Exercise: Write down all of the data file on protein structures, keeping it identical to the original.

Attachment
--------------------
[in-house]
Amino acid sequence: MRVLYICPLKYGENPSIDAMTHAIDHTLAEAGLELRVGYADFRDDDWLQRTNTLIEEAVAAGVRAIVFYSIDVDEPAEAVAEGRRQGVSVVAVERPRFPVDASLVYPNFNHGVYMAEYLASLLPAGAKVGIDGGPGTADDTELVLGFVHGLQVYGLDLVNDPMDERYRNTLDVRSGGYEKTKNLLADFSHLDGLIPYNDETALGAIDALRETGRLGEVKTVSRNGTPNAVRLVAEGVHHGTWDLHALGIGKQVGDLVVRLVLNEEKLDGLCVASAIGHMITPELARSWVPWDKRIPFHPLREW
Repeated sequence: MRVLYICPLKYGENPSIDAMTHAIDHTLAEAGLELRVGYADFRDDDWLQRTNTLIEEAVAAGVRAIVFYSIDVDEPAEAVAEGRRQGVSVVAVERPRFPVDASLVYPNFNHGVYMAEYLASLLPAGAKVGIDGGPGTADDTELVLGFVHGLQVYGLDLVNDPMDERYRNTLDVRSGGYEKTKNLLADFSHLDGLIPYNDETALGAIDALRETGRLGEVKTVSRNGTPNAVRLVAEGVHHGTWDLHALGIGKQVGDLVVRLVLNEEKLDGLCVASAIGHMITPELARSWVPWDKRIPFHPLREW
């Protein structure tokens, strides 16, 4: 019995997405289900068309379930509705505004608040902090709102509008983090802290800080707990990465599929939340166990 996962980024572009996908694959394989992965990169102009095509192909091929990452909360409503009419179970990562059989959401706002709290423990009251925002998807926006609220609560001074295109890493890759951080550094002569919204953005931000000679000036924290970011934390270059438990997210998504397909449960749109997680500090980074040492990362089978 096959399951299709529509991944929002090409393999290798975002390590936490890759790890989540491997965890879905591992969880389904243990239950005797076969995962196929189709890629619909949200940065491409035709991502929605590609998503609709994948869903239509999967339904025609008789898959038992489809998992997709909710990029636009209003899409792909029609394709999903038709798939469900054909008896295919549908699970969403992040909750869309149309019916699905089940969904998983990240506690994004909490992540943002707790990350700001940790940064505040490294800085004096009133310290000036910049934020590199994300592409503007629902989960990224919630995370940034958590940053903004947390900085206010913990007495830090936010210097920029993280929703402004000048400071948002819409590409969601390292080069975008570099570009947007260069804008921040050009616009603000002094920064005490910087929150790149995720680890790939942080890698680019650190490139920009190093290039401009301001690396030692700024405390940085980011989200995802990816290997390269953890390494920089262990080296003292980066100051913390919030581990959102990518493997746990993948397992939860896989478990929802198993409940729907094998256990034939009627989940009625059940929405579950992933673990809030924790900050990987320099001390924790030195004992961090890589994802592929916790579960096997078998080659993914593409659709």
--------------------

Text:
[in-house]
Amino acid sequence: MRVLYICPLKYGENPSIDAMTHAIDHTLAEAGLELRVGYADFRDDDWLQRTNTLIEEAVAAGVRAIVFYSIDVDEPAEAVAEGRRQGVSVVAVERPRFPVDASLVYPNFNHGVYMAEYLASLLPAGAKVGIDGGPGTADDTELVLGFVHGLQVYGLDLVNDPMDERYRNTLDVRSGGYEKTKNLLADFSHLDGLIPYNDETALGAIDALRETGRLGEVKTVSRNGTPNAVRLVAEGVHHGTWDLHALGIGKQVGDLVVRLVLNEEKLDGLCVASAIGHMITPELARSWVPWDKRIPFHPLREW
Repeated sequence: MRVLYICPLKYGENPSIDAMTHAIDHTLAEAGLELRVGYADFRDDDWLQRTNTLIEEAVAAGVRAIVFYSIDVDEPAEAVAEGRRQGVSVVAVERPRFPVDASLVYPNFNHGVYMAEYLASLLPAGAKVGIDGGPGTADDTELVLGFVHGLQVYGLDLVNDPMDERYRNTLDVRSGGYEKTKNLLADFSHLDGLIPYNDETALGAIDALRETGRLGEVKTVSRNGTPNAVRLVAEGVHHGTWDLHALGIGKQVGDLVVRLVLNEEKLDGLCVASAIGHMITPELARSWVPWDKRIPFHPLREW
């Protein structure tokens, strides 16, 4: 019995997405289900068309379930509705505004608040902090709102509008983090802290800080707990990465599929939340166990 996962980024572009996908694959394989992965990169102009095509192909091929990452909360409503009419179970990562059989959401706002709290423990009251925002998807926006609220609560001074295109890493890759951080550094002569919204953005931000000679000036924290970011934390270059438990997210998504397909449960749109997680500090980074040492990362089978 096959399951299709529509991944929002090409393999290798975002390590936490890759790890989540491997965890879905591992969880389904243990239950005797076969995962196929189709890629619909949200940065491409035709991502929605590609998503609709994948869903239509999967339904025609008789898959038992489809998992997709909710990029636009209003899409792909029609394709999903038709798939469900054909008896295919549908699970969403992040909750869309149309019916699905089940969904998983990240506690994004909490992540943002707790990350700001940790940064505040490294800085004096009133310290000036910049934020590199994300592409503007629902989960990224919630995370940034958590940053903004947390900085206010913990007495830090936010210097920029993280929703402004000048400071948002819409590409969601390292080069975008570099570009947007260069804008921040050009616009603000002094920064005490910087929150790149995720680890790939942080890698680019650190490139920009190093290039401009301001690396030692700024405390940085980011989200995802990816290997390269953890390494920089262990080296003292980066100051913390919030581990959102990518493997746990993948397992939860896989478990929802198993409940729907094998256990034939009627989940009625059940929405579950992933673990809030924790900050990987320099001390924790030195004992961090890589994802592929916790579960096997078998080659993914593409659709």